"Truth is knowable," Errol Morris wrote in his remarkable New York Times blog about two photographs taken by the 19th-century war photographer, Roger Fenton. "But there are endless impediments to knowing it. One of the greatest impediments is that people tend to ignore it or reject it even when presented with it." The writers of the NTSB's accident reports work under the same conviction.
Nothing about an accident is taken for granted, because a major airplane accident is usually a complex, unique event, often without a single cause but with several; it's usually a combination of technical factors, as well as a special sequence of events, that explains why a plane crashes. Moreover, there's the psychological dimension of the cockpit: What, if anything, has the pilot, or the first officer, done that might have made a crash an inevitable outcome—at what point is an accident irreversible? Some plane crashes share characteristics with others, but the NTSB's reports show the circumstances peculiar to each one. They theorize, but they draw no conclusion when there isn't the evidence to support one. It wouldn't surprise me if one of the reasons why flying has become so safe is because its accidents have been so well-investigated.
Back inside the cabin, what did this knowledge add up to? Did the NTSB's reports make flying seem safer? Not at first: On a trans-Atlantic flight, I'd spend the seven hours reacting to every reverberation, eyes peeled at the window and at the plane's wing or engine. But slowly, I began to find long stretches of flights when I felt no fear. These stretches grew longer, until the only part of flying that I disliked, and remain unsettled by, was from the moment when a plane began its takeoff roll to the moment when the pilot turns off the seat-belt sign.
There was, and still is, a lot of staring at the wing, at how sooted or stained it is, and not long ago these preflight checks produced a bit of a jolt when I was looking out of the window at John F. Kennedy International Airport. One of the fairings, the conelike casings that protrude backward from the wing, housing the machinery that extends and retracts the wing's flaps, was missing. Where an aerodynamic cone should have been, there was a rusty piece of metal that resembled an over-roasted chicken leg. I waved at one of the cabin attendants and explained. At first she didn't understand what I was talking about, but then after seeing the chicken leg, she disappeared. She returned from the front of the plane some minutes later and asked if I'd come this way; the pilot wanted a word. I got up, walked with her through business class, and then up the stairs of the 747. She knocked at the cockpit door.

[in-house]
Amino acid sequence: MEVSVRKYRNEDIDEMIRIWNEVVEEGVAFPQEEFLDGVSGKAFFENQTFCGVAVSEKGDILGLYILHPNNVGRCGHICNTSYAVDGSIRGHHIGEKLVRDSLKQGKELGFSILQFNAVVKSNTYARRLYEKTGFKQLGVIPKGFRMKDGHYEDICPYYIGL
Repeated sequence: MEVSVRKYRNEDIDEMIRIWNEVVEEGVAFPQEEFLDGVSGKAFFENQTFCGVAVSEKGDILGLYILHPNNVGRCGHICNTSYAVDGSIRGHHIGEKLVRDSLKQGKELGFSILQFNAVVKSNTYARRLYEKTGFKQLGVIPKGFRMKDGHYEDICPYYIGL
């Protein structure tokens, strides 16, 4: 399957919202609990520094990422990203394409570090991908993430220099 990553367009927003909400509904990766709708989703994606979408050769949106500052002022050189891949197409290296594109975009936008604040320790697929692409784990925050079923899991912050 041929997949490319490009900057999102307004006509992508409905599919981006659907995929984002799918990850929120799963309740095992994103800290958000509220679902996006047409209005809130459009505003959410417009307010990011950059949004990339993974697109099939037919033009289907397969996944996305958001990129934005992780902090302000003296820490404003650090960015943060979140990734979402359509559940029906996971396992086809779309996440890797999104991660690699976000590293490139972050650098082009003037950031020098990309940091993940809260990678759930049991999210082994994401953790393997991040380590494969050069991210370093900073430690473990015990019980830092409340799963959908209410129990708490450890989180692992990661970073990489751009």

"James Wood," the pilot said as he put his hand forward to shake mine. "This is Samir. He's the first officer."
"Well-spotted!" Captain Wood said. He explained that the missing fairing wasn't essential. It had come off some flights earlier. The only problem posed by its absence was that the plane would require 1 to 2 percent more fuel for the journey across the Atlantic. There was no reason to worry.
"A million things can go wrong with a plane this size," Wood said. Don't I know, I was about to say when Wood pulled the plane's manual from a nearby shelf. "Our Bible," said Wood. It was as fat as a Tom Wolfe novel, and a single yellow sticky marked the page about fairings.
I spent some time at the beginning of that flight looking at the roasted chicken leg. It was an uneventful journey. I counted the number of times I'd had flown across the Atlantic, and tried to work out my carbon imprint. (My 28 flights across the Atlantic have a produced as much CO2 as a fuel-efficient car would produce in 47 years.) There's nothing like an argument against flying to make it more bearable. The flaps extended before takeoff and retracted soon afterward. Captain Wood told the passengers that we'd make landfall over Cork, Ireland. Flying, and fearing it, has many contradictions, but it's become more bearable not because those contradictions are resolved. Flying—and not fearing it—depends on what you can appreciate in terms such as landfall, which is by far the most beguiling of aeronautical phrases and doesn't mean what you might think it meant if you didn't know anything about flight.